So that certainly seemed unfair, but so it had been and I crossed my arms and waited.

The iron highway, a historical and still vital part of our economy.

The iron highway, a historical and still vital part of our economy.

“They needed to get rid of him and they decided it really didn’t matter so much in the end whether Tom ever sold them the land.  What they really needed was for him to go away, and to stay away.  When I was doing all my research I came across an old letter from the railroad manager, one that he had written to the head of the company back in St. Paul.  It took me a bit to figure out what it said, it was old ya know?  The paper was really brittle and the writing was faded, not to mention basically a lean scrawl that seemed to have little regard for the margins.  Anyway, I figured it out and it was a revelation of a kind.  Here’s a direct quote: ‘It appears that being delicate has not been successful so we will need to become more direct.’  Can you imagine it man?  They thought they had been easy on him up that point!”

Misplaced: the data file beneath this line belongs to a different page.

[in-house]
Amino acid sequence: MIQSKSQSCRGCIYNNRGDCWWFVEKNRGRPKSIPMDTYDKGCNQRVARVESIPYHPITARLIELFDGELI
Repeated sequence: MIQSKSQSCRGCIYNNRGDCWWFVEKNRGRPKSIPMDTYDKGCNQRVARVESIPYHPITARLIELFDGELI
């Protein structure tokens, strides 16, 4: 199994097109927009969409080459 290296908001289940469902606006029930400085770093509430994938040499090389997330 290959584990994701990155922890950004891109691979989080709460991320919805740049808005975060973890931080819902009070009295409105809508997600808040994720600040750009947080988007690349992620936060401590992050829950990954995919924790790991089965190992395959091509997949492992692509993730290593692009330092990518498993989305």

It did seem shocking given what Vann had told me about the beatings and other pressure Tom Sexton had endured.  I gave him a look of agreement and he went on.

“So, now we have to jump sideways for a minute, into Whiskey Town.  Can you follow me friend?”  He looked at me with mischievous eyes.

“Yes, I suppose I can.”

“Excellent! So, on the piece of land nearest to the lake there was a watering hole, a saloon I guess, that was one of the original tenants of the area.  The building had survived the fire of 1884, when quite a few of the places around it had burned to the ground.  It was called Hell’s Half Acre but after it survived that fire the owner renamed it Hell’s Lucky Half Acre.”  Vann snorted before he even had all of those words out and he ended up rubbing his nose into the sleeve of his jacket to clean himself up.  I mouthed a small chuckle and smiled.